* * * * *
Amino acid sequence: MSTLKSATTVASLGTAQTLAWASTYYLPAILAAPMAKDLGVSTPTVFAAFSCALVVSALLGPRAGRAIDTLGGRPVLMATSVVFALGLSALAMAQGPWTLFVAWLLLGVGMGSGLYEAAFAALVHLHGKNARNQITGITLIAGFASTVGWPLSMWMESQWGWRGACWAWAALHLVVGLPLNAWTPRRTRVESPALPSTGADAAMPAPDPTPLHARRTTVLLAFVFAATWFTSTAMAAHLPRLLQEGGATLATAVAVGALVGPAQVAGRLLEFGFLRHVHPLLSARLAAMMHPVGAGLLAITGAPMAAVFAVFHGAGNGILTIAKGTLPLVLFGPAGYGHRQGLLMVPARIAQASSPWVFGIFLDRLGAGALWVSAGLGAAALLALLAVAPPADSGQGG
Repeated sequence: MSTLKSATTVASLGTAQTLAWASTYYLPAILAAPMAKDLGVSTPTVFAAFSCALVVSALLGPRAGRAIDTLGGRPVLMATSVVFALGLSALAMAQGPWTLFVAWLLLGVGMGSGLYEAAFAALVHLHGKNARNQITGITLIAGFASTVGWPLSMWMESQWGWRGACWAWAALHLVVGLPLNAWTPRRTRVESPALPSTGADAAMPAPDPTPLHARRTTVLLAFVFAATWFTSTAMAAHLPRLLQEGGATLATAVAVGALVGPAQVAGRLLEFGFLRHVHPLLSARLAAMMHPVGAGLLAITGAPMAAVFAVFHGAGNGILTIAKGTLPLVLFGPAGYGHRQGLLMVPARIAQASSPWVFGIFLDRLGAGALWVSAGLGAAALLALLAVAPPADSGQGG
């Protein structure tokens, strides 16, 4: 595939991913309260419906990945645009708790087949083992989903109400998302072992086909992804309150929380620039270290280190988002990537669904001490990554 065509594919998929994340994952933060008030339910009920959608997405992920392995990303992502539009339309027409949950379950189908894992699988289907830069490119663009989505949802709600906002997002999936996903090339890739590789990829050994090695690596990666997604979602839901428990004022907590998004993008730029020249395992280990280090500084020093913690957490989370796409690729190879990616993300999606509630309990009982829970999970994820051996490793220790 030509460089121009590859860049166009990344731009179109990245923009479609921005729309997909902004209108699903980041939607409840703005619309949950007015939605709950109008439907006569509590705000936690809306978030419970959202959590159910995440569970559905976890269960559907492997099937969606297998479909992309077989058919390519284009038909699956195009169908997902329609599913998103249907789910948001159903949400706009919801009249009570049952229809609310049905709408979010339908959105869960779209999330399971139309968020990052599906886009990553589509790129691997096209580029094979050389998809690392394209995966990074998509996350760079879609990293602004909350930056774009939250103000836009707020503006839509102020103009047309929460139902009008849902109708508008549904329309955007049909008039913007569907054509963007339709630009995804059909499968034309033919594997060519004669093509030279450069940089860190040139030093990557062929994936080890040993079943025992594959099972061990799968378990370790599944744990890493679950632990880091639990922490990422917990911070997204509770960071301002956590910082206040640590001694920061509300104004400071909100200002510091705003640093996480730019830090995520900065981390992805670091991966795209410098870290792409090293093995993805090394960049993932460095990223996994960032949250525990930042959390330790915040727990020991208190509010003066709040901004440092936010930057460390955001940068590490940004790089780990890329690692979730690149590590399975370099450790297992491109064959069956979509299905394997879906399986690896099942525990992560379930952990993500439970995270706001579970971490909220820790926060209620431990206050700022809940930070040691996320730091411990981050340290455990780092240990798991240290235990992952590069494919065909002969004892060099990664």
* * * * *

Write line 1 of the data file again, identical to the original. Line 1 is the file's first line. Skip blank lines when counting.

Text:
Amino acid sequence: MSTLKSATTVASLGTAQTLAWASTYYLPAILAAPMAKDLGVSTPTVFAAFSCALVVSALLGPRAGRAIDTLGGRPVLMATSVVFALGLSALAMAQGPWTLFVAWLLLGVGMGSGLYEAAFAALVHLHGKNARNQITGITLIAGFASTVGWPLSMWMESQWGWRGACWAWAALHLVVGLPLNAWTPRRTRVESPALPSTGADAAMPAPDPTPLHARRTTVLLAFVFAATWFTSTAMAAHLPRLLQEGGATLATAVAVGALVGPAQVAGRLLEFGFLRHVHPLLSARLAAMMHPVGAGLLAITGAPMAAVFAVFHGAGNGILTIAKGTLPLVLFGPAGYGHRQGLLMVPARIAQASSPWVFGIFLDRLGAGALWVSAGLGAAALLALLAVAPPADSGQGG